If we’re typical, then there’s life elsewhere in the universe.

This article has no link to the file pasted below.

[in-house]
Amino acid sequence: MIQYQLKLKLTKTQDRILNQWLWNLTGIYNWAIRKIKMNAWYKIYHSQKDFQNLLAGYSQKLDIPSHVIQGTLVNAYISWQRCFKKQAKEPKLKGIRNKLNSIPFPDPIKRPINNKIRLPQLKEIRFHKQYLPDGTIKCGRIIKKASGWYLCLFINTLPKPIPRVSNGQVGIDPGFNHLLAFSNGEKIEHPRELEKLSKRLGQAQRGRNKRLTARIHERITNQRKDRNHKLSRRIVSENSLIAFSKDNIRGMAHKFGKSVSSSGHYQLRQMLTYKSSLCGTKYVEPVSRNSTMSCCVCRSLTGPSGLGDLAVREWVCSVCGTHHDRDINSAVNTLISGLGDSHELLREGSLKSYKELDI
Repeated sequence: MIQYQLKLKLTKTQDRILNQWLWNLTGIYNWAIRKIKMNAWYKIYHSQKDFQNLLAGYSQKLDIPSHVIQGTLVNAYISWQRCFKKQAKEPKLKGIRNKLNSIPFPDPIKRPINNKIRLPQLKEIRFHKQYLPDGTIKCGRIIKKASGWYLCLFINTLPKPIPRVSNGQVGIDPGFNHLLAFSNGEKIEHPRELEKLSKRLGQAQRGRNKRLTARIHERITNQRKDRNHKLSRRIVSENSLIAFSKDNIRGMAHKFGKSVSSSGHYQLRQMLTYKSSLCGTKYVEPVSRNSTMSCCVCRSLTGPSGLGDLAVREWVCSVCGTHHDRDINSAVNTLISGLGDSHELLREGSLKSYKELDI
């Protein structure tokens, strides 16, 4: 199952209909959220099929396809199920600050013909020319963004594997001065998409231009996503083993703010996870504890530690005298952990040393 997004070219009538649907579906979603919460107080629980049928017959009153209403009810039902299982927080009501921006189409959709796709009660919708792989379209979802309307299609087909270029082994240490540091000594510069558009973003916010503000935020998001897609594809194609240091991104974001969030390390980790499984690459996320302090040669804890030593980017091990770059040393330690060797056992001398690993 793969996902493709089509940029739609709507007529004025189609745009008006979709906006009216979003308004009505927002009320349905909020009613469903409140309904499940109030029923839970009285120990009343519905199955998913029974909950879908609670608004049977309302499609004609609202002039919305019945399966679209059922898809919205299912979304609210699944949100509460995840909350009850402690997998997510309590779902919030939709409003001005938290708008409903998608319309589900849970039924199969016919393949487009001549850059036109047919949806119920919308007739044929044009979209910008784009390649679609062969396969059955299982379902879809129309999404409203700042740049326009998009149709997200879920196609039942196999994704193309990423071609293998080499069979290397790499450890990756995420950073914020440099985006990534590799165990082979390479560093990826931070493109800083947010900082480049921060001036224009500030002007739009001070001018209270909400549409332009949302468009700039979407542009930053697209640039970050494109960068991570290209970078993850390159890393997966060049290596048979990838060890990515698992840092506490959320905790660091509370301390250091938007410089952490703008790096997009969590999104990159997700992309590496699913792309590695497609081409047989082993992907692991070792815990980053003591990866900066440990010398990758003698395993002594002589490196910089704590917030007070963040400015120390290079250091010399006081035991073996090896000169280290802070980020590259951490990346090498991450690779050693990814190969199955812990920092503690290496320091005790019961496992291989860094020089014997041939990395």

Or so says the Green Bank Formula. Duh. I could have told you that. I believe that’s a tautology. They go through elaborate pains to multiply R (rate of star formation) x fp (% stars likely to have planets) x ne (no. of those planets likely to have the ecology for life) x fi (% planets that might actually develop life) x fc (% of planets that reach the technological level of radio communication) x L (the average life-span of a civilization at that level) or N= R x fp x ne x fi x fc x L. With vague, but generally acceptable estimates, this yields the figures N= 10 x .5 x 2 x 1 x .01 x L, thus N= .1L or N= L/10. This means that if the average time that a technologically advanced civilization can exist without self-destruction is only ten years, then there’s only likely to be one extant at any given time. Guess who. If, however, some civilizations, say 1%, can tame their wilder impulses and achieve stasis and technology BOTH, then there are likely one million of them out there and the nearest one would be only on average a few hundred light-years away. Considering that we’re already way past the ten-year mark and a hundred or so supposedly ‘Earth-like’ planets have been found and Europeans are fucking instead of fighting, then the odds are improving, and life is not only good, but we’re not alone.

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